She’s Here to Kick Ass and Chew Bubblegum…
Lara Croft has been present at gaming conventions longer than most of them have been running, and her appearance at PAX West 2018 was heralded with little surprise. After all, she’s been through many makeovers and companies since her debut, but her spot in the triple-A lineup hasn’t budged. After playing the Shadow of the Tomb Raider demo, there’s a reason why.
Since Tomb Raider rebooted with the successful Crystal Dynamics’ franchise in 2013, people have gotten used to her new, reinvented presence, one that often manifests physically at conventions like PAX, where hiring models to pose with fans as Lara is a time-honored tradition dating back to the inception of the franchise (there was more latex back then, though). The new franchise shook up the traditional puzzle-based elements of pre-reboot Lara and made it a survival game that happened to have a few tombs here and there. Now, with Shadow, the balance is shifting back. In the hands-off demo I saw, the updated combat was shown—the AI for her enemies are now smarter, and react more realistically to her actions, which can be both a blessing and a curse, depending on how you see it. It looked very fun to play, but it was also stressed that combat was no longer going to comprise of over half the game, the way it did in Rise of the Tomb Raider.
Instead, puzzles and exploration are being brought to forefront, turning it from a 60/40 split with the focus on combat, which is what Rise had, to around 30/30/30 between the different aspects of the game. With the demo I got my own hands on, I explored the beginning of one of the tombs as Lara, tombs that are much larger than before. For comparison, the crypts in Shadow are the size that the tombs in Rise were. I didn’t have too much difficulty with the puzzle presented to me, and, blissfully thinking that I was solving the center of the tomb, represented by a huge contraption resembling a South American totem pole, I jumped and grappled Lara’s way through fire and spikes to pull the right levels. If that sounds familiar, it’s because it really is starting to look like a Tomb Raider game you might have played a decade ago.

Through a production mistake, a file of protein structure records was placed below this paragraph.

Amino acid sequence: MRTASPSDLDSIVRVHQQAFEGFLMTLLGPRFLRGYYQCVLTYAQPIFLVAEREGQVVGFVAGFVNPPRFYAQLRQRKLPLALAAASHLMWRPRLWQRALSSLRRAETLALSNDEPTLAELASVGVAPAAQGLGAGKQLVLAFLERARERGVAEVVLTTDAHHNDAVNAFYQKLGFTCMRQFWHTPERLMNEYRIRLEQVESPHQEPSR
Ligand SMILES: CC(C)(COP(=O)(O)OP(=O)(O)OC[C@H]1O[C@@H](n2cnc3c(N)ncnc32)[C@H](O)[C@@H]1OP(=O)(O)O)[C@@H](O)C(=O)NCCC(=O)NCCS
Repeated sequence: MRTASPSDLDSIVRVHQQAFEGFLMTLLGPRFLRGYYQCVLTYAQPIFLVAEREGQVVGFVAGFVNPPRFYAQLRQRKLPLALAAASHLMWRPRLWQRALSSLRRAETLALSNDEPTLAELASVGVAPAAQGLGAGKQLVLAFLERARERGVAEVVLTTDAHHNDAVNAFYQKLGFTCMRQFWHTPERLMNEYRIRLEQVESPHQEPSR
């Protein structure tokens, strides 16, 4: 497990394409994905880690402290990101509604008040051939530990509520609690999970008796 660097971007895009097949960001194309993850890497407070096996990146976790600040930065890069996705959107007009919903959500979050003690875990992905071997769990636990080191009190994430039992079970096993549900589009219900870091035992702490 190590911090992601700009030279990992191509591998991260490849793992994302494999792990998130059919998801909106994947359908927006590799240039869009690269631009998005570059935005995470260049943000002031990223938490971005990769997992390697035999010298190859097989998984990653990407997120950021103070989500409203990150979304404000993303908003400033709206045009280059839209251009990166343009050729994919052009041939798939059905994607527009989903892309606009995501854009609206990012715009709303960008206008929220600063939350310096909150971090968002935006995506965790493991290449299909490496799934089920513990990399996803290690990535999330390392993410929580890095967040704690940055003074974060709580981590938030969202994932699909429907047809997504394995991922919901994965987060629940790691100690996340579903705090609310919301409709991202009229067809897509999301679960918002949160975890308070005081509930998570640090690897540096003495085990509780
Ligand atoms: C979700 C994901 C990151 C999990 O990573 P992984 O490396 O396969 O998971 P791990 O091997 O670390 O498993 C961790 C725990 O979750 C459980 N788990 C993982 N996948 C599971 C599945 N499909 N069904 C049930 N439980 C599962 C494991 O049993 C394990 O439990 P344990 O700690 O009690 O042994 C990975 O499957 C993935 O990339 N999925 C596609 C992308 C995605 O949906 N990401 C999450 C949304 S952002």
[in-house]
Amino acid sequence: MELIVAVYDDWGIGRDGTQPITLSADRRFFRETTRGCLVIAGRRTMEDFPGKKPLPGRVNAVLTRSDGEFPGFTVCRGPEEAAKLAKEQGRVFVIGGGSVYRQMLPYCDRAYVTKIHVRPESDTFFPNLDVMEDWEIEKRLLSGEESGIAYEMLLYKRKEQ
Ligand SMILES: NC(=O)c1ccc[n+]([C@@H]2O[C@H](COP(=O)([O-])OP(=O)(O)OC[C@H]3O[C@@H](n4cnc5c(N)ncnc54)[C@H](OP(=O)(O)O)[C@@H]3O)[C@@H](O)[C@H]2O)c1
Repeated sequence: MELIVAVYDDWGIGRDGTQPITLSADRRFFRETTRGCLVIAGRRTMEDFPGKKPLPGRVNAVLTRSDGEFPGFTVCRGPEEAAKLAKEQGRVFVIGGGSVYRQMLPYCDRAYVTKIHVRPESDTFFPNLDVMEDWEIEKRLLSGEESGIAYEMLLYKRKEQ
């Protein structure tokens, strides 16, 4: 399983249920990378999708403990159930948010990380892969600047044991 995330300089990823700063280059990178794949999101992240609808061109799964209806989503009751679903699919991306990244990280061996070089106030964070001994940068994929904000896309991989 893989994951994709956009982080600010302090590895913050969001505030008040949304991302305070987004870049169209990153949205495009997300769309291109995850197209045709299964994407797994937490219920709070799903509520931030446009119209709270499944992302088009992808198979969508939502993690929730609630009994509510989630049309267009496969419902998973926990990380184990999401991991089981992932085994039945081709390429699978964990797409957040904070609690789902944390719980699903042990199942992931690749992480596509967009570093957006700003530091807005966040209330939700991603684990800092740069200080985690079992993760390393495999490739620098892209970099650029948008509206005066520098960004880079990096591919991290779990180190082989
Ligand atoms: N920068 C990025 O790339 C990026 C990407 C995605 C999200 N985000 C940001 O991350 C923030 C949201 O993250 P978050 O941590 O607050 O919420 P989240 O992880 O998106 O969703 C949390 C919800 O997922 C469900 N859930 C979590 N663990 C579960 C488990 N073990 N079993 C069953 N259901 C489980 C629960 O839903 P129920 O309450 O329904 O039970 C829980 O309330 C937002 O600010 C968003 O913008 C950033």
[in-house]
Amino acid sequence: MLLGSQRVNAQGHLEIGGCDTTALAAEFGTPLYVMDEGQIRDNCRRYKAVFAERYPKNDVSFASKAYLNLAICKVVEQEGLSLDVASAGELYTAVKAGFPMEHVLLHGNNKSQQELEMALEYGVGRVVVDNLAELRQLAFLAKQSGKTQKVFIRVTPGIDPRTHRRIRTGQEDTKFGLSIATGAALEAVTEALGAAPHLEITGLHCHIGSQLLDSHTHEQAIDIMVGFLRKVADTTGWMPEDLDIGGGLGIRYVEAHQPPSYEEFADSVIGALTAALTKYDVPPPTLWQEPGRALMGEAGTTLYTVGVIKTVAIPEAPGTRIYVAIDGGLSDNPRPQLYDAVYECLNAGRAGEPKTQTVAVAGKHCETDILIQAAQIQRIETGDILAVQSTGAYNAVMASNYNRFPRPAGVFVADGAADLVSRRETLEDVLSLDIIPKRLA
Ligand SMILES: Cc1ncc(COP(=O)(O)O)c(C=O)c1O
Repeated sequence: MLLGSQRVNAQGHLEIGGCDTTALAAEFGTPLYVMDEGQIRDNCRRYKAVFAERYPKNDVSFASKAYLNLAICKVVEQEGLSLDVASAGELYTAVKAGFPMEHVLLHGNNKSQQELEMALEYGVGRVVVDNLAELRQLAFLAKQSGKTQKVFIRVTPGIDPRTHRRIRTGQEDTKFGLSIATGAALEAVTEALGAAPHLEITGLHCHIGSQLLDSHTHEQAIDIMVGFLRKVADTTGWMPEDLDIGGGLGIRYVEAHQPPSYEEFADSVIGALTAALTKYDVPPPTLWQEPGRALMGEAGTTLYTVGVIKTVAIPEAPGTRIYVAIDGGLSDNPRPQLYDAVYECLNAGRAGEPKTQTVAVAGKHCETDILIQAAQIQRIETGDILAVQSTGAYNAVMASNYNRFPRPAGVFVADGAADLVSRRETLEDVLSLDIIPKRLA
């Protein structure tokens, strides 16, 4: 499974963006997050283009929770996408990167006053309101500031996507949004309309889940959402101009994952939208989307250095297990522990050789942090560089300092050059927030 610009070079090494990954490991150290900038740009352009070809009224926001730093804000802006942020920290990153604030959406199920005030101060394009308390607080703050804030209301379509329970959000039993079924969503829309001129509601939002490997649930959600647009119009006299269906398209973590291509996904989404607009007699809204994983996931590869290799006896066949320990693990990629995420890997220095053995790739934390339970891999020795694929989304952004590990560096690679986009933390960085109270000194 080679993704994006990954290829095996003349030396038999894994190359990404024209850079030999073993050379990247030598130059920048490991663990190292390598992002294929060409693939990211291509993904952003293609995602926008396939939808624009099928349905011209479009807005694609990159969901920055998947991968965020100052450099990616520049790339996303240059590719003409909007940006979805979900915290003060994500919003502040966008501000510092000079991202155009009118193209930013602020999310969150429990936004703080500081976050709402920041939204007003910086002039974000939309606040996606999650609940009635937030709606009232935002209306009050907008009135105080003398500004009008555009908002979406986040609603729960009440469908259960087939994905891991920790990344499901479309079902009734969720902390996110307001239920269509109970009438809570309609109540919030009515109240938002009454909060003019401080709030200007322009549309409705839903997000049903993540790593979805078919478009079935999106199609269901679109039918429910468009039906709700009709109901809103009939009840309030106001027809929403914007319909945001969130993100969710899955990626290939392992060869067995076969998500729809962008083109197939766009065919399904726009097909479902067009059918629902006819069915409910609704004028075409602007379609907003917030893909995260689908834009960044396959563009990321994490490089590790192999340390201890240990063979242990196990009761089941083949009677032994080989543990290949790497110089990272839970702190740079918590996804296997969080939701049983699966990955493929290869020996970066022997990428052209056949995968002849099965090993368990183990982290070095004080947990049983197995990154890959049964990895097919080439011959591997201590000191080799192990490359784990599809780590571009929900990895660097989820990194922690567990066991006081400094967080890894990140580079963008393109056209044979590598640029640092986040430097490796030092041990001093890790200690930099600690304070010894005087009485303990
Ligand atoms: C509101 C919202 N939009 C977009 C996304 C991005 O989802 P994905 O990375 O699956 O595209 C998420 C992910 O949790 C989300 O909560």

Afterwards, Lara dove down into the water, showcasing the increased underwater focus of the new game, and I finished the demo with the slow realization dawning on me that that whole huge puzzle I’d beaten was just the introduction to the tomb. My ease was mistaken: the challenge was much greater than I’d assumed.
…And She’s All Out of Bubblegum.
The crafting and skill trees have been changed so that it’s no longer shooting yourself in the foot to choose a non-combat oriented path, and mechanically, Lara begins Shadow with all the skills she had at the end of Rise. Shadow is the last in the trilogy about her growth to become the Tomb Raider, and so it resembles the pre-reboot games the most as she changes. In my interview with Senior Gameplay Director Daniel Chayer-Bissan, he talked about how, in the earlier games, “it was Lara against the world, against the wild, and for her to become the Tomb Raider…she needs to understand that she’s human, and there are other humans.” Shadow has much more interaction with the NPCs for Lara to achieve that growth, with three settlements of interactive characters to talk to (or be uncomfortable around, as might end up the case with Lara). The story, which centers around Lara’s hunt for the shadow organization Trinity, takes her to South America. Shortly afterwards, she accidentally sets off the Mayan Apocalypse. I know her therapy sessions in the last game didn’t work, but still, there has to be a better way to find herself.
Overall, my only worry going forward is about the graphics. Something about them doesn’t look quite as shiny and realistic as they did the last time around…but that doesn’t mean that the game looks bad, just that it’s currently no-longer displaying the fantastic top-of-the-line graphics that made Rise and Tomb Raider 2013 such a visual treat. I hope I’m wrong about this and that these are polished up in the last week or so of the game (or that I had something in my eye the whole time I was playing) because otherwise, Shadow of the Tomb Raider looks like it is finally bringing the reboot to the place I’ve wanted to see it since the beginning: a modern, enjoyable game that mixes excellent story, puzzles and combat with one of the most iconic video game characters of our generation. September 14th still feels like a long time away.